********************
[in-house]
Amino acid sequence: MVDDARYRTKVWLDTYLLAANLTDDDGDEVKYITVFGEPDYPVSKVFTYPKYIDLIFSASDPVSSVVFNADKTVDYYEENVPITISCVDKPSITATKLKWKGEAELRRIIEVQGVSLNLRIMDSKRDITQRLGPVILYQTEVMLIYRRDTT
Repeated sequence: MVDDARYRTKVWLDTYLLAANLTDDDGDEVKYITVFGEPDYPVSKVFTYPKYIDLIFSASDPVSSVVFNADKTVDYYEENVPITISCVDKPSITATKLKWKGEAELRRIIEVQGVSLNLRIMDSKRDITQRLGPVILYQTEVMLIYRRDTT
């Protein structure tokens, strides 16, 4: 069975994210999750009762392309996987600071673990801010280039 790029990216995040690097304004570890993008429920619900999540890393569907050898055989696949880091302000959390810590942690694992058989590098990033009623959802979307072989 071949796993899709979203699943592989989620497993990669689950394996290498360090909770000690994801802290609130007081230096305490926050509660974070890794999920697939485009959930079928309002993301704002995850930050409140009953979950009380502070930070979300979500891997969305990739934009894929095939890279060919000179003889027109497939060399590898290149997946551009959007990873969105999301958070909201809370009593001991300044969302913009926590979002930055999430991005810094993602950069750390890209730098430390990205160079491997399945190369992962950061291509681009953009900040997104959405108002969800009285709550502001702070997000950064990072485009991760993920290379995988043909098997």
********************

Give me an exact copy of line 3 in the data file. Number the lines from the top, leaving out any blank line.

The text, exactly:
Repeated sequence: MVDDARYRTKVWLDTYLLAANLTDDDGDEVKYITVFGEPDYPVSKVFTYPKYIDLIFSASDPVSSVVFNADKTVDYYEENVPITISCVDKPSITATKLKWKGEAELRRIIEVQGVSLNLRIMDSKRDITQRLGPVILYQTEVMLIYRRDTT